Tag Archives: richard lee

Michael Healey’s Proud

Tonight I saw a preview of theatre no. 6’s presentation of Proud.  Director Ian Leung said ahead of time that there might be technical glitches, but I didn’t notice any.   Parking around La Cité Francophone was unusually challenging, probably due to the Alberta NDP leadership debate taking place across the street at Faculté St. Jean, and afterwards I found that a cheering thought.

Proud is a story about politicians and about some parts of the political process, and about beliefs and emotions and what kind of government people want.  I hated some of what I saw on stage because I think it might be true and I don’t want it to be, and I loved how they showed it. The premise of the story started by imagining that the federal election of 2011 had generated a much larger majority for the Conservatives, if they had won seats all over Quebec by very slim margins over the NDP.  (That this is completely feasible to imagine is thoroughly depressing in itself.  See Fair Vote Canada for more.)   As the Prime Minister says addressing his newly expanded caucus, “We have broad but thin support.  If this was ice, I couldn’t recommend we play shinny on it.”   There’s a funny early scene where the Prime Minister and his Chief of Staff are examining a large seating chart of the House of Commons trying to plan who should sit where.  All one side and about half the other side are coded Conservative-blue.  There are 28 orange cards and 25 red ones, and I couldn’t be sure but I think then 4 BQ baby-blue and one green one.  That wasn’t even the point of the scene, just a fun detail I got distracted by.  The point of it was more to show the Prime Minister being petty and demanding about not wanting certain caucus members to be in his line of sight because he held grudges, and his Chief of Staff trying to find solutions that would keep his boss happy and not make any other problems.

Dave Horak was a perfect Chief of Staff, down to the low voice and the way he expected to fall on his metaphorical sword.  Brian Dooley was disturbingly good as a non-ideological Prime Minister who doesn’t make eye contact.  And Melissa Thingelstad was — I think this is my favourite role that I have seen her in so far.  She played a rookie MP from Quebec, a single mother who had been managing a St-Hubert Barbecue (cultural note: that’s a Quebec chain much like Swiss Chalet only with tarte au sucre.)   Her character had a wonderful mix of ferociousness and naiveté, sexuality and practicality and honesty and pragmatic ambition in which the Prime Minister seemed to have met his match.  “Why do you insist on mis-underestimating me?” she asked at one point.   When her character first appeared, I worried that she was going to be used as a sort of sexist shortcut and comic foil, making fun of young women in general and of the 2011-era rookie NDP MPs from Quebec like Ruth-Ellen Brossard.  But she got more interesting.

Richard Lee Hsi (formerly billed as Richard Lee, last seen in the Toy Guns Dance Theatre shows at the Fringe and in the feature film Rock Paper Dice Enter) had a small role as a character from the future being interviewed about the events of the play and about his own political aspirations.   His interview/monologue alluded to some very discouraging outcomes that would follow easily from the present-day of the play, which is not so different from our own, (a powerless consolidated Left and the Conservatives with a longest-serving Prime Minister very similar to Harper), but also gave the audiences some hopeful prospect in the way he spoke about his own ideals and ambitions.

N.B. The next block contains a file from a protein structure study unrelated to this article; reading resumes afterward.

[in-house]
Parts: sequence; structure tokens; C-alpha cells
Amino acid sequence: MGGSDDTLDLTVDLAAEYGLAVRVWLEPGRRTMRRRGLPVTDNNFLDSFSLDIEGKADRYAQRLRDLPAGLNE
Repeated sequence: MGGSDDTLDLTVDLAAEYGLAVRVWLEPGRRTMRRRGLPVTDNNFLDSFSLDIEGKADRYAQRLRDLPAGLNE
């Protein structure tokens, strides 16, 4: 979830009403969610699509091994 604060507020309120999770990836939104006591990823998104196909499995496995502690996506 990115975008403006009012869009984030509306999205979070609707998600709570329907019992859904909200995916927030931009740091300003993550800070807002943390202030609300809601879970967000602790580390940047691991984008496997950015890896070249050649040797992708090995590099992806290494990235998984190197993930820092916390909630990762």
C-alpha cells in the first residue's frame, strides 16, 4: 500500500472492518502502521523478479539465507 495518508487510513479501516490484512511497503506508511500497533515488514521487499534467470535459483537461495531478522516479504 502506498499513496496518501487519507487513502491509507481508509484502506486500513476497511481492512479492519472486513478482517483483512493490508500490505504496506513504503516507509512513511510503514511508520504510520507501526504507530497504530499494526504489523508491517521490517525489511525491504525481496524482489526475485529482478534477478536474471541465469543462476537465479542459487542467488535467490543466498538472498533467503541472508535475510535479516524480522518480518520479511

On my way home from work, before I went to the performance, I heard a CBC Radio interview with David Moscrop, a doctoral candidate in political science at UBC.  His research focuses on the way people choose how to vote with their emotions rather than their reasoning.  This was echoed in the play, in which the Prime Minister and his Chief of Staff explain to the new MP that they address people’s feelings rather than their beliefs.

Ian Leung’s Director’s Note in the program says “save all that heavy stuff for after.  Tonight, it’s a comedy.  Enjoy!”

I did enjoy it.  I’m not sure it’s a comedy though.  I didn’t think the British TV series “House of Cards” was a comedy either.  (I haven’t seen the Netflix one with Kevin Spacey.)   I guffawed several times, and I also squirmed in my seat and winced quite a bit.  I wished it wasn’t quite so credible, but at the same time I was enthralled by the ways it was.

Proud is playing at L’Unithéâtre, La Cité Francophone, until October 19th.  Tickets are at, of course, Tix on the Square.

Fringe Holdovers 2014

There were several held-over shows that I hadn’t seen, but I had other commitments midweek, so I went to three shows on the holdover weekend.  The Westbury lobby fills up fast with people who were too busy during the Fringe to see everything they wanted.  Nobody’s wearing Artist or Volunteer badges any more, but probably a lot of them were last week.  I should mention that a few volunteers and staff are still around making things run smoothly at the box office, concession, and lobby-filling ramen-noodle-block of a queue, and I’m always in awe of them.

My companion and I saw Mike Delamont’s solo show God is a Scottish Drag Queen II, and the two dance shows of Jake Hastey’s Toy Guns Dance Theatre.